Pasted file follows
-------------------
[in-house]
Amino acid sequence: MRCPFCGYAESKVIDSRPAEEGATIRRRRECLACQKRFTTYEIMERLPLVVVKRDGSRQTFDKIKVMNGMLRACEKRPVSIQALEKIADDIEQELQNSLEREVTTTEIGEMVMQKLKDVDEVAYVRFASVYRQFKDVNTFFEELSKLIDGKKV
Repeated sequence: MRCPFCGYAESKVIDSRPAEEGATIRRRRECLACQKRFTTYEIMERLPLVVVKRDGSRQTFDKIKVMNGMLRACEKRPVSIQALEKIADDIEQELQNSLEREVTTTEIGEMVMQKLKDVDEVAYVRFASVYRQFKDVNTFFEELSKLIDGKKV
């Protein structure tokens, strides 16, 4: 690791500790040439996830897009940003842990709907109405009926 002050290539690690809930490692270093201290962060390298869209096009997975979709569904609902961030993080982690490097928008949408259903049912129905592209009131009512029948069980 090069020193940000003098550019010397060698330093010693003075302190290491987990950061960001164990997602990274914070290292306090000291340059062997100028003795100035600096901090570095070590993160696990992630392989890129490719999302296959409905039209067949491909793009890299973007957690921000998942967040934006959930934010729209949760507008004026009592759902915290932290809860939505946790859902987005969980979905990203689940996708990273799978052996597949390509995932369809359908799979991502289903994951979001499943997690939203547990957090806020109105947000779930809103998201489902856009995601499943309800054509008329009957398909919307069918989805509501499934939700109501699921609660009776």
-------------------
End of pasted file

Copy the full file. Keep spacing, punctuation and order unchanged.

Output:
[in-house]
Amino acid sequence: MRCPFCGYAESKVIDSRPAEEGATIRRRRECLACQKRFTTYEIMERLPLVVVKRDGSRQTFDKIKVMNGMLRACEKRPVSIQALEKIADDIEQELQNSLEREVTTTEIGEMVMQKLKDVDEVAYVRFASVYRQFKDVNTFFEELSKLIDGKKV
Repeated sequence: MRCPFCGYAESKVIDSRPAEEGATIRRRRECLACQKRFTTYEIMERLPLVVVKRDGSRQTFDKIKVMNGMLRACEKRPVSIQALEKIADDIEQELQNSLEREVTTTEIGEMVMQKLKDVDEVAYVRFASVYRQFKDVNTFFEELSKLIDGKKV
């Protein structure tokens, strides 16, 4: 690791500790040439996830897009940003842990709907109405009926 002050290539690690809930490692270093201290962060390298869209096009997975979709569904609902961030993080982690490097928008949408259903049912129905592209009131009512029948069980 090069020193940000003098550019010397060698330093010693003075302190290491987990950061960001164990997602990274914070290292306090000291340059062997100028003795100035600096901090570095070590993160696990992630392989890129490719999302296959409905039209067949491909793009890299973007957690921000998942967040934006959930934010729209949760507008004026009592759902915290932290809860939505946790859902987005969980979905990203689940996708990273799978052996597949390509995932369809359908799979991502289903994951979001499943997690939203547990957090806020109105947000779930809103998201489902856009995601499943309800054509008329009957398909919307069918989805509501499934939700109501699921609660009776």